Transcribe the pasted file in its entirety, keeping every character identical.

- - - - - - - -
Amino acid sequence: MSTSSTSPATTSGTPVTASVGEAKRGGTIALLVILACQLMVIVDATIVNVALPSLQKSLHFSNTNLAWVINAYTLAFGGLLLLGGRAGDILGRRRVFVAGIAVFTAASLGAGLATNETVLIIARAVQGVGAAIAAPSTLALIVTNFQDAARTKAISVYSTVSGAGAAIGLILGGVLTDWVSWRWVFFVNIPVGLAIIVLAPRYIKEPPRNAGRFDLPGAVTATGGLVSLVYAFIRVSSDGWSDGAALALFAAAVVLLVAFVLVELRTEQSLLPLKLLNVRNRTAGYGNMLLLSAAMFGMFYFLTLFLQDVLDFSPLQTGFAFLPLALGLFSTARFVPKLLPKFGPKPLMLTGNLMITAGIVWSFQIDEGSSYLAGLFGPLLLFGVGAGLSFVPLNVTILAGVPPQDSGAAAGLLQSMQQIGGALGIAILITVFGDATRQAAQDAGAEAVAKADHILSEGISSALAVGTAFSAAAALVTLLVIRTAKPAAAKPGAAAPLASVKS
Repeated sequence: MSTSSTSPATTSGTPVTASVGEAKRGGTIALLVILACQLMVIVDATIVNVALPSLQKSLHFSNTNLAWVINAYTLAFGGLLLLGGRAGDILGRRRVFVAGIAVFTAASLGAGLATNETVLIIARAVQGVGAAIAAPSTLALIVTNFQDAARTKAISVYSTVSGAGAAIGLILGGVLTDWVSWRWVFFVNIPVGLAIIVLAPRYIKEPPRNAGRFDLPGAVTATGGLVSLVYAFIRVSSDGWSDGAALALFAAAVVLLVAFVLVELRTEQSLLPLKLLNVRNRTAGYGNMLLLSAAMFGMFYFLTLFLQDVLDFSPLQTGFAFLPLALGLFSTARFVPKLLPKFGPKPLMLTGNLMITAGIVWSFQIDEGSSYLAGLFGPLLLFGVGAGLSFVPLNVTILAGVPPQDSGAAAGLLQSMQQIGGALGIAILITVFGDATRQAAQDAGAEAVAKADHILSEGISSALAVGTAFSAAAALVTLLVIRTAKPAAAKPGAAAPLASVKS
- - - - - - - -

Amino acid sequence: MSTSSTSPATTSGTPVTASVGEAKRGGTIALLVILACQLMVIVDATIVNVALPSLQKSLHFSNTNLAWVINAYTLAFGGLLLLGGRAGDILGRRRVFVAGIAVFTAASLGAGLATNETVLIIARAVQGVGAAIAAPSTLALIVTNFQDAARTKAISVYSTVSGAGAAIGLILGGVLTDWVSWRWVFFVNIPVGLAIIVLAPRYIKEPPRNAGRFDLPGAVTATGGLVSLVYAFIRVSSDGWSDGAALALFAAAVVLLVAFVLVELRTEQSLLPLKLLNVRNRTAGYGNMLLLSAAMFGMFYFLTLFLQDVLDFSPLQTGFAFLPLALGLFSTARFVPKLLPKFGPKPLMLTGNLMITAGIVWSFQIDEGSSYLAGLFGPLLLFGVGAGLSFVPLNVTILAGVPPQDSGAAAGLLQSMQQIGGALGIAILITVFGDATRQAAQDAGAEAVAKADHILSEGISSALAVGTAFSAAAALVTLLVIRTAKPAAAKPGAAAPLASVKS
Repeated sequence: MSTSSTSPATTSGTPVTASVGEAKRGGTIALLVILACQLMVIVDATIVNVALPSLQKSLHFSNTNLAWVINAYTLAFGGLLLLGGRAGDILGRRRVFVAGIAVFTAASLGAGLATNETVLIIARAVQGVGAAIAAPSTLALIVTNFQDAARTKAISVYSTVSGAGAAIGLILGGVLTDWVSWRWVFFVNIPVGLAIIVLAPRYIKEPPRNAGRFDLPGAVTATGGLVSLVYAFIRVSSDGWSDGAALALFAAAVVLLVAFVLVELRTEQSLLPLKLLNVRNRTAGYGNMLLLSAAMFGMFYFLTLFLQDVLDFSPLQTGFAFLPLALGLFSTARFVPKLLPKFGPKPLMLTGNLMITAGIVWSFQIDEGSSYLAGLFGPLLLFGVGAGLSFVPLNVTILAGVPPQDSGAAAGLLQSMQQIGGALGIAILITVFGDATRQAAQDAGAEAVAKADHILSEGISSALAVGTAFSAAAALVTLLVIRTAKPAAAKPGAAAPLASVKS